Giovanni Verga: Sicilian novelist who wrote his famous works in the late 1800s and early 1900s. Most of his writings deal with his native island and it's people, portraying them with realism and with a special focus on the downtrodden.

Maxim Gorky: Novelist and playwright, he grew up in poverty. In his youth Gorky traveled around Russia on foot and took on many short-term odd jobs to support himself. During and after his wanderings he began writing for provincial newspapers as well as preparing more substantial works. A master of short stories, novels, plays, and articles, his works focused on social questions and he was an open partisan of the downtrodden. Considered to be the founder of Socialist Realism, by the turn of the century he was an open supporter of the Russian Social Democratic Party: he was considered the writer of the Russian Marxists. Gorky was and will remain one of the greatest socialist novelists ever to pick up a pen, with an unrivaled ability in writing about the oppressed: sympathetically, realistically, and with the spirit of revolution.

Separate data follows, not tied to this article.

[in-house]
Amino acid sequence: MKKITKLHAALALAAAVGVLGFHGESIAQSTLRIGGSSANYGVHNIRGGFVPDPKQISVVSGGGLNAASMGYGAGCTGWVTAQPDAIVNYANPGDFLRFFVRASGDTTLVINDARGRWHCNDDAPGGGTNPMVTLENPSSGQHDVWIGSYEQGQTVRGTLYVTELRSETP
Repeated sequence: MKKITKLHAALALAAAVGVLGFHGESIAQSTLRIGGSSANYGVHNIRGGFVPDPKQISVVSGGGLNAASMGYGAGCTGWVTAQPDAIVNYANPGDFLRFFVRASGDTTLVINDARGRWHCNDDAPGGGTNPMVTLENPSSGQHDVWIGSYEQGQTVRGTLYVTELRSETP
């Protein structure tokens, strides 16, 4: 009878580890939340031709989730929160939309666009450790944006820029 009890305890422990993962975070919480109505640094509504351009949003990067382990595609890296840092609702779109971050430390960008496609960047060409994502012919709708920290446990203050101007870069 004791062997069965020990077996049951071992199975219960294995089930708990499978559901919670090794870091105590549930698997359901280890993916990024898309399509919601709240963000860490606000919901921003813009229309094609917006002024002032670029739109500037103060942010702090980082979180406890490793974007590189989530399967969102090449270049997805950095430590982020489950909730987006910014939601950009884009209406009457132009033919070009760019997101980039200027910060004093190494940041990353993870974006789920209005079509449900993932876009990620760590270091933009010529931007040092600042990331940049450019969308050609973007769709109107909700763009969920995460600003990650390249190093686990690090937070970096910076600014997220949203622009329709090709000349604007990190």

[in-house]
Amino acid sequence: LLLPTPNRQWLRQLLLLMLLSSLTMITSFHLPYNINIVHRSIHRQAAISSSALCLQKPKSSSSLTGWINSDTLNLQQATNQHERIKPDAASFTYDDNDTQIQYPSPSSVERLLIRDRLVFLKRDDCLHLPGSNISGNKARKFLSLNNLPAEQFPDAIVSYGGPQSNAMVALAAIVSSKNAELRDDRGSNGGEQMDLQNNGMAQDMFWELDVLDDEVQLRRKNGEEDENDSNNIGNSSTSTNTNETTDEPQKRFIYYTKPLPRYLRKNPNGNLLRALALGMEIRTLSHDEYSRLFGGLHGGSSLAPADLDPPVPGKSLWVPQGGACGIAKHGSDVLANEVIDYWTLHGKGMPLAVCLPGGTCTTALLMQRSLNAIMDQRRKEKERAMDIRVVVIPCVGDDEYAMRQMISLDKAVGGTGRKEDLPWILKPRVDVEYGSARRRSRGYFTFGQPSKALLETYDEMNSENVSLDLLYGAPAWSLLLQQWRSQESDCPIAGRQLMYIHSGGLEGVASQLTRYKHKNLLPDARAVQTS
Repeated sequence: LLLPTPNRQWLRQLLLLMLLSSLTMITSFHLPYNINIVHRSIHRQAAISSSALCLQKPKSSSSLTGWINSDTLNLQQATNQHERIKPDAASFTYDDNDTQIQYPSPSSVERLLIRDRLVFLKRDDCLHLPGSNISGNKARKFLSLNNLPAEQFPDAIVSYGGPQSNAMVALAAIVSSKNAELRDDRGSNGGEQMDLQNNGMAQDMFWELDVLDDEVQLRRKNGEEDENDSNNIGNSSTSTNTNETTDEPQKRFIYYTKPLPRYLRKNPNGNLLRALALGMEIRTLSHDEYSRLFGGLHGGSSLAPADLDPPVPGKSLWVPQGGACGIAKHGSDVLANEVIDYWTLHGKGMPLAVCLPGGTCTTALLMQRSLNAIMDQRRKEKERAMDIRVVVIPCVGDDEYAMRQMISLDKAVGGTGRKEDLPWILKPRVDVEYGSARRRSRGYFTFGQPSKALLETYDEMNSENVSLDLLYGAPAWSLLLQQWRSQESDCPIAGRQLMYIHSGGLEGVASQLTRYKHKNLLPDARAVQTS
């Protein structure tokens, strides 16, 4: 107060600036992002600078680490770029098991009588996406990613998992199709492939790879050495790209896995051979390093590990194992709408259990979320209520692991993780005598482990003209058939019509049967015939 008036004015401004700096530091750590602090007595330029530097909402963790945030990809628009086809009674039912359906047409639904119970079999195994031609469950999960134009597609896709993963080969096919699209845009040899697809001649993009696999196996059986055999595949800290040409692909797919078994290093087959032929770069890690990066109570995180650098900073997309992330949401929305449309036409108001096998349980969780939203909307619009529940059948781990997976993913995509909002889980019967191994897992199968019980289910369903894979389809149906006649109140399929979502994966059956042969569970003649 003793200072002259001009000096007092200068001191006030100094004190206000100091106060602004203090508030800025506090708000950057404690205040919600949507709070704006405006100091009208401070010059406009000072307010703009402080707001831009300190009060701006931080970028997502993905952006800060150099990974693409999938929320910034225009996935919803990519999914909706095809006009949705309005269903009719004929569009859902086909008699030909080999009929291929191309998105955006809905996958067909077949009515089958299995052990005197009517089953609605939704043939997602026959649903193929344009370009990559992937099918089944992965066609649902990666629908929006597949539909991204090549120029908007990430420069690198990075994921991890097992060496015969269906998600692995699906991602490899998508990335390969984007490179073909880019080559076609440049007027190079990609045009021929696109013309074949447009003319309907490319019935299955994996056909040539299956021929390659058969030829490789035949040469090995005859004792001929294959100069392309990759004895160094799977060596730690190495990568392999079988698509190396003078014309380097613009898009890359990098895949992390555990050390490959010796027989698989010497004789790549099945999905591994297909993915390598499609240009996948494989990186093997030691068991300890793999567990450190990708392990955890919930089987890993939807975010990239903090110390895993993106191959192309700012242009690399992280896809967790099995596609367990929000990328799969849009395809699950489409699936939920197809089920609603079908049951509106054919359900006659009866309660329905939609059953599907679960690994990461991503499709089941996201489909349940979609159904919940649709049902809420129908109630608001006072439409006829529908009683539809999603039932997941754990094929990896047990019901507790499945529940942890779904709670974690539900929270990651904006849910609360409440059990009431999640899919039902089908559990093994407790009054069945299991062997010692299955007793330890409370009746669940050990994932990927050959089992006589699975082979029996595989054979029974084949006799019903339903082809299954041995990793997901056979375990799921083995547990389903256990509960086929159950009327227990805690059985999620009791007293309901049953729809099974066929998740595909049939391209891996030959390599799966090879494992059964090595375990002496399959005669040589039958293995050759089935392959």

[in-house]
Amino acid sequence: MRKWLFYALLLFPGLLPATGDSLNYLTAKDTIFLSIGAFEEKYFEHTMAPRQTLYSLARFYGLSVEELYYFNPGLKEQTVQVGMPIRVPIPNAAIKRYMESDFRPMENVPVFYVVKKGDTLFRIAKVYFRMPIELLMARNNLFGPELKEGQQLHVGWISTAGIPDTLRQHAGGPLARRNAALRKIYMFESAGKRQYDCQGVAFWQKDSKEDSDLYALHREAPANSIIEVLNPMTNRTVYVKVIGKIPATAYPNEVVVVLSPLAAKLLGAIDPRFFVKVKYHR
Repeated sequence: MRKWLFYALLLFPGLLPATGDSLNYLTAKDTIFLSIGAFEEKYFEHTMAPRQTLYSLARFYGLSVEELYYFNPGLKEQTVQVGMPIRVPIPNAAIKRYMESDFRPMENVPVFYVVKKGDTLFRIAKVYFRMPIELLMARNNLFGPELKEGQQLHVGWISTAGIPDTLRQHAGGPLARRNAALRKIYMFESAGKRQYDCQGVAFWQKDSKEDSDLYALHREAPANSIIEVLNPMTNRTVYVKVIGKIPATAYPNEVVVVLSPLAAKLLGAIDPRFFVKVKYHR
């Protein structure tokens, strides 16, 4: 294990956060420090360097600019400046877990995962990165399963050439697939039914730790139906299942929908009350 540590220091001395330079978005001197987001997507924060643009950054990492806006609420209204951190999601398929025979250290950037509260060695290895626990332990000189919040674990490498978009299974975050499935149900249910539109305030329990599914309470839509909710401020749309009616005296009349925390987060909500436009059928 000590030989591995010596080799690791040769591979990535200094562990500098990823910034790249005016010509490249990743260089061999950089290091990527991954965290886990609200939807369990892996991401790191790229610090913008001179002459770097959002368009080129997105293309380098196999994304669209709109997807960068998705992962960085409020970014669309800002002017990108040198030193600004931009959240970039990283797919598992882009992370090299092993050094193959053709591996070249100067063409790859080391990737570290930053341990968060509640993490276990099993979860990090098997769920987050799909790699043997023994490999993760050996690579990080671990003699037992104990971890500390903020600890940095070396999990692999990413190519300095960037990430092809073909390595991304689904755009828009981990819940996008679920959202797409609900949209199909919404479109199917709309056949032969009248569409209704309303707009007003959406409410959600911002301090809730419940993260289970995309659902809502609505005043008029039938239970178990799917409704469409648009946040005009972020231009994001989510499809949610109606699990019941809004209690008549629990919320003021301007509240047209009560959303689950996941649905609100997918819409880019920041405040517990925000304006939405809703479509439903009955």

Victor Serge: Child of Russian exiles, he grew up in Belgium and France. After the Russian Revolution he made his way to the Soviet Union in 1919. He held various positions in the new government, including in the Comintern. Sided with Trotsky and the opposition to Stalin and was repeatedly jailed until he was exiled from the Soviet Union in 1936. Remained a principled communist till his death in exile in Mexico in 1947. Wrote many novels on the Russian Revolution in addition to his Memoirs and other books on the history of the Russian Revolution.

Fernando Claudín: Writer who joined the Spanish Communist Party in the early thirties and actively participated in the Spanish Revolution. Went into exile after the victory of fascism in Spain in 1939 and remained a prominent member of the Spanish Communist Party until 1964. Expelled from the party for criticizing its rigid stalinism.